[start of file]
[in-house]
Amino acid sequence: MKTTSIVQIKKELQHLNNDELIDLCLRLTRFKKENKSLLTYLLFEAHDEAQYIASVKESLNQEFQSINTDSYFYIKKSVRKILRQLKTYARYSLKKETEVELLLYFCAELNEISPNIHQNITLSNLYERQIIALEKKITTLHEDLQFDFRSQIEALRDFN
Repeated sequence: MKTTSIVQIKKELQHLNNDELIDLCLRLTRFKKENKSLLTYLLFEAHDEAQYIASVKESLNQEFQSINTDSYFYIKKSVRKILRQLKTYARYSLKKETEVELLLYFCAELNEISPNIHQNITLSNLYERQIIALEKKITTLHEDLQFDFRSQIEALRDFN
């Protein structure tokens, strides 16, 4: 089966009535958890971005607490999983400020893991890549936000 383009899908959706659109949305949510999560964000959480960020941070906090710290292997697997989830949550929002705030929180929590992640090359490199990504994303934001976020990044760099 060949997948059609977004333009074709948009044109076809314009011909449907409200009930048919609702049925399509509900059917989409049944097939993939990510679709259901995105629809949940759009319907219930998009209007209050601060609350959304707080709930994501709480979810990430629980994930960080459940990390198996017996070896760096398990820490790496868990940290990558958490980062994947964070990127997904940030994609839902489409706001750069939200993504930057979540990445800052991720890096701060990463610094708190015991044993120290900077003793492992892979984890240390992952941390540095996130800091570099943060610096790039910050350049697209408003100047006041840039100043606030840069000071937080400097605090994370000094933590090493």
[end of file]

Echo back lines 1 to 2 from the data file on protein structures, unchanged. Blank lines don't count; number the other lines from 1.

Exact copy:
[in-house]
Amino acid sequence: MKTTSIVQIKKELQHLNNDELIDLCLRLTRFKKENKSLLTYLLFEAHDEAQYIASVKESLNQEFQSINTDSYFYIKKSVRKILRQLKTYARYSLKKETEVELLLYFCAELNEISPNIHQNITLSNLYERQIIALEKKITTLHEDLQFDFRSQIEALRDFN